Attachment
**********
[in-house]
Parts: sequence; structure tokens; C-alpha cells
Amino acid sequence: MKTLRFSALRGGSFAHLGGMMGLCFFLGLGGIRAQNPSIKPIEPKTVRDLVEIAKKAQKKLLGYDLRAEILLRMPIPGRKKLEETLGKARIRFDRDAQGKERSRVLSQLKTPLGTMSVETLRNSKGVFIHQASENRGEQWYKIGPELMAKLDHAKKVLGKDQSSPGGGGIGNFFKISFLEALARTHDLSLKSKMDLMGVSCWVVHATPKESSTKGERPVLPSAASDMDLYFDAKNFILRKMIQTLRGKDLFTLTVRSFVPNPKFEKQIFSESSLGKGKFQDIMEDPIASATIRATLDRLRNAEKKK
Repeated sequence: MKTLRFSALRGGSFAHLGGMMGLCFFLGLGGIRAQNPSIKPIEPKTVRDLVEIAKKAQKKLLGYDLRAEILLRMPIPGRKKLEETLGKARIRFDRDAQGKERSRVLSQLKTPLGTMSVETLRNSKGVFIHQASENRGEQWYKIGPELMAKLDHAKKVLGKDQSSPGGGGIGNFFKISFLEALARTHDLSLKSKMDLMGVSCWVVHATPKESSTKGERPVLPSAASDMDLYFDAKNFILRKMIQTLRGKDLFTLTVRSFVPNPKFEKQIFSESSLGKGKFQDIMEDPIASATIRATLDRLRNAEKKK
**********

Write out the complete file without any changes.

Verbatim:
[in-house]
Parts: sequence; structure tokens; C-alpha cells
Amino acid sequence: MKTLRFSALRGGSFAHLGGMMGLCFFLGLGGIRAQNPSIKPIEPKTVRDLVEIAKKAQKKLLGYDLRAEILLRMPIPGRKKLEETLGKARIRFDRDAQGKERSRVLSQLKTPLGTMSVETLRNSKGVFIHQASENRGEQWYKIGPELMAKLDHAKKVLGKDQSSPGGGGIGNFFKISFLEALARTHDLSLKSKMDLMGVSCWVVHATPKESSTKGERPVLPSAASDMDLYFDAKNFILRKMIQTLRGKDLFTLTVRSFVPNPKFEKQIFSESSLGKGKFQDIMEDPIASATIRATLDRLRNAEKKK
Repeated sequence: MKTLRFSALRGGSFAHLGGMMGLCFFLGLGGIRAQNPSIKPIEPKTVRDLVEIAKKAQKKLLGYDLRAEILLRMPIPGRKKLEETLGKARIRFDRDAQGKERSRVLSQLKTPLGTMSVETLRNSKGVFIHQASENRGEQWYKIGPELMAKLDHAKKVLGKDQSSPGGGGIGNFFKISFLEALARTHDLSLKSKMDLMGVSCWVVHATPKESSTKGERPVLPSAASDMDLYFDAKNFILRKMIQTLRGKDLFTLTVRSFVPNPKFEKQIFSESSLGKGKFQDIMEDPIASATIRATLDRLRNAEKKK